How to write 2nd Amendment poems — join the revolution

assaultriflesTweeting poetry. It’s a thing now. People write poems and tweet them using hashtags like #poetry or #haiku. Even if it’s a #senryu they use #haiku.

Defending the 2nd Amendment on Twitter is also a thing. People use the hashtag #2A for that. But why not combine the two— write 2nd Amendment poetry and tweet it? The hashtag I use for that is #2Apoems.

This topic got my attention because on my most recent visit to the website Poets United, they had an anti-gun rant poem and expected all people, even LGBT people, to be OK with them using the murders in Orlando as an excuse to promote their gun ‘control’ agenda. So, I no longer have Poets United as a venue to share my poems, so I took to Twitter.


My Twitter poems & their hashtags

black paint drips
on my deer rifle
now an assault weapon

#poetry #haiku #2Apoems #2A

fallen blossoms bleed
a killer seeks more victims
pink pistols shoot back

#poetry #senryu #haiku #Orlando #PinkPistols #2Apoems
Pink Pistols are an LGBT pro-gun group, their slogan, ‘armed Gays don’t get bashed.’

founding fathers shooting
muskets of mass destruction
scandalous, oh, my!

#poetry #senryu #haiku #foundingfathers #2A #2Apoems


Ready to join the 2nd Amendment poem revolution? Even if you don’t normally write poetry, if you can come up with a clever or pithy saying once in a while you can probably do this.

The kind of poems most people tweet are called ‘micropoems’— very short poems. Haiku, a traditional Japanese form of poem, are a popular kind. You may have learned to write them in school.

Schools teach that a haiku must have 3 lines— one of 5 syllables, one of 7, and one of 5. But most serious haiku writers aren’t strict with that since classic Japanese in English translation can have fewer syllables than that.

How do you get started to compose a haiku? Collect some keywords first. For example, in the poems above, the keywords could be ‘deer rifle’, ‘assault weapon’, ‘blossoms’, ‘pink pistols’, ‘muskets’, ‘mass destruction.’ If you can’t think of keywords, look at a 2nd amendment related article or news and just pick out a random bunch of words you find striking. Pick out a few keywords on your list— 4 to 6 is plenty for a haiku— and look at them. Let them sink in. Then start writing. You have my permission to write a few haiku that are really stinkers before you come up with one worthy of Tweeting.

Technical point:

Strictly speaking, many ‘haiku’ in English are not haiku in the traditional Japanese sense. A haiku is about nature and the natural world, not people and the human world. Another type of 5-7-5 syllable poem, the senryu, is an often satirical poem about humans and the human world. But most senryu poets who tweet their poems use the hashtag #haiku for their senryu. Because in English haiku tends to mean both.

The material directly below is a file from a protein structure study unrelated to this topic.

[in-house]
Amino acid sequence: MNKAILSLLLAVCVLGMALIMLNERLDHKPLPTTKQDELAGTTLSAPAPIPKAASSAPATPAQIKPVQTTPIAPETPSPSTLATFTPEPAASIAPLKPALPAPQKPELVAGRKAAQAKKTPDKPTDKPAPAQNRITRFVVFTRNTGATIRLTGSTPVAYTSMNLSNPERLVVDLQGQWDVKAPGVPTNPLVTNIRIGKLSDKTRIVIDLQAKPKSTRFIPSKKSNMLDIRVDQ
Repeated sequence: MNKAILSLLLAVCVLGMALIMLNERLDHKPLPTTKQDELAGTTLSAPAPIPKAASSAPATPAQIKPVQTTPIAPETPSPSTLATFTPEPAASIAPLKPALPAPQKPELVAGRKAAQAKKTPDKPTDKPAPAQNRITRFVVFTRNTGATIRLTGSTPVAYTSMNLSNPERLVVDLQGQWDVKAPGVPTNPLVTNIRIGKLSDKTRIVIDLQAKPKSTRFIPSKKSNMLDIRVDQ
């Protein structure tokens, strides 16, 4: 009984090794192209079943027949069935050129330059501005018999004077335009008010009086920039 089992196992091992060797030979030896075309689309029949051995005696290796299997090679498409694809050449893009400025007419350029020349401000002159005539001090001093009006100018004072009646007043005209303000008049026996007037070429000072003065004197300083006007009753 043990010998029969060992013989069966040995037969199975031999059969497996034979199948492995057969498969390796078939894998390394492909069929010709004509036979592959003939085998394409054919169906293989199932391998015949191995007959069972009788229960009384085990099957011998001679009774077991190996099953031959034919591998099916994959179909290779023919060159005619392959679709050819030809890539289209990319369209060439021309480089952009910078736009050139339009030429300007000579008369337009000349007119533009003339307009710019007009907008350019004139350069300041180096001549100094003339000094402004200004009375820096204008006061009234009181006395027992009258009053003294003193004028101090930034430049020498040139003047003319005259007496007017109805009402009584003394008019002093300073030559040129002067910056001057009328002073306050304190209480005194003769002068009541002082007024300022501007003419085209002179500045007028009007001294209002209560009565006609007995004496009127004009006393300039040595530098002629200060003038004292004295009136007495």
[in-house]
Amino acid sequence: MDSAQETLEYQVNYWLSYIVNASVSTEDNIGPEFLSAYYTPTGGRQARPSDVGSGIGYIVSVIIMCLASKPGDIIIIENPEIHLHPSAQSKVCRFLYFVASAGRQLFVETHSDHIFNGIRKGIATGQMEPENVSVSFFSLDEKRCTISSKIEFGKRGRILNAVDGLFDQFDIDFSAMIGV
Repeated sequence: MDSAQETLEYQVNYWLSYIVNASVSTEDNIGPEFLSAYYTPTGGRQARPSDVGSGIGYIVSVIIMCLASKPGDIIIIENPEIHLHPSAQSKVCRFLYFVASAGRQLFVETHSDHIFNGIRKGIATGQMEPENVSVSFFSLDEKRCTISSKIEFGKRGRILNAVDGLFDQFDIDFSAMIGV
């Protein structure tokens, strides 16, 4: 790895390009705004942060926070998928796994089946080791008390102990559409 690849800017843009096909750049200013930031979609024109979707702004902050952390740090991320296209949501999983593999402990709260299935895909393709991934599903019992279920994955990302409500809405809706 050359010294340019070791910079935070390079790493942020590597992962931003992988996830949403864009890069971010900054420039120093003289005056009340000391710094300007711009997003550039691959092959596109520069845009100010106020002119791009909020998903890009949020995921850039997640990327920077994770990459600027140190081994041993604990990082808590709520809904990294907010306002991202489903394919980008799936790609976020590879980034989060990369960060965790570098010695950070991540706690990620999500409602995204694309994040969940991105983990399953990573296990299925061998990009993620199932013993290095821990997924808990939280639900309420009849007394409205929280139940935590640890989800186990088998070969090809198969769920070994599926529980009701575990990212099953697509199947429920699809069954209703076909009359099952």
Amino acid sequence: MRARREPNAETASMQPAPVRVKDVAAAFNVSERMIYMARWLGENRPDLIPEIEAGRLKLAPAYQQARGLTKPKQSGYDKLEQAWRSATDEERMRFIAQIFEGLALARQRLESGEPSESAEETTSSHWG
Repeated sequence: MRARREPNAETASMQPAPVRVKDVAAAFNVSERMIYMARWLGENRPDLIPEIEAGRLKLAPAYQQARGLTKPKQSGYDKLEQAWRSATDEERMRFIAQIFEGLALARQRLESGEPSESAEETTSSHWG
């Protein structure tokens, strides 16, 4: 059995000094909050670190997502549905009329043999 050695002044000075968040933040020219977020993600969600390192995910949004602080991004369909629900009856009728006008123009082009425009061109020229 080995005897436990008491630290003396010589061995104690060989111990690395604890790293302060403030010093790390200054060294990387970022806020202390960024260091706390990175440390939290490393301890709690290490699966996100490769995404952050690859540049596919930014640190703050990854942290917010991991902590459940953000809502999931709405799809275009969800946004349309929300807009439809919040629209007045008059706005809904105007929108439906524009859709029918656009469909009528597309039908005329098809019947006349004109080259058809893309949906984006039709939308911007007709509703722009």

Bad news for serious poets

If you are a serious poet seeking publication in literary magazines, you probably already know that most of them don’t accept previously published poems. What you may not know is that nearly all consider posting your poem online as a form of publication. But then, there are not a lot of 2nd Amendment poems getting accepted into literary magazines, so you may as well tweet them.

Non-haiku 2nd Amendment poems

You can also tweet short free verse poems or rhyming poems. Or use other poetic forms such as the tanka, lune, Collom lune…. And if you tend toward writing longer poems, blog the poem and tweet the link. It doesn’t matter. #2Apoems forever! Join the revolution!


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Bloggers: You’ve got to be a hooker to get ahead

Kitten Therese after her bath.

Kitten Therese after her bath.

You have a blog, and you’ve just written a great blog post. Or a not-so-bad blog post. Or a bad blog post with a cute kitten picture in it (that’s my technique). How do you go about getting people to read it?

I’m the admin of a Facebook group called Christian Science Fiction and Fantasy Writers. Every now and again a new group member promotes their blog by cutting-and-pasting a blog post’s URL and posting it to the group. No intro, no explanation, just the bare URL and whatever Facebook puts up along with it.

Some people use their Facebook pages— personal or other— in the same way. They do it with Twitter. And they are all wrong.

People, sadly, are not born with an innate desire to read YOUR writing. And so, you need to give them a reason to read.

For example: “I just wrote a blog post about methods of toilet cleaning at [URL]. What do you think of it?”

Or, “Have you noticed in the past three days all Democrats have dyed their hair blue? Why do you think they are doing that? [URL].

Now, I post my blog posts to 2 Facebook pages— my personal page and my page Nissa Annakindt, writer, Aspie, cat person— using Networked Blogs so I don’t have a chance to be fancy with intros and such.

In this case, the only way to hook readers is through your post title. For example, in this post instead of talking about hooking your readers, I used the phrase ‘be a hooker’ to get the same meaning across. I’m hoping it might get attention. And I put ‘Bloggers’ specifically because I’m hoping to find some readers looking to get more readers for their blog.

On Twitter, which I don’t use very well, I no longer have it set up to automatically tweet my blog posts. I do that individually so I can make it interesting and put in a useful #hashtag. I also usually post the kitten picture from the top of the blog post on Twitter with the blog post.

So, the next time you decide to post a link to your blog post on Facebook or Twitter, stop and think first. How can you best hook a reader?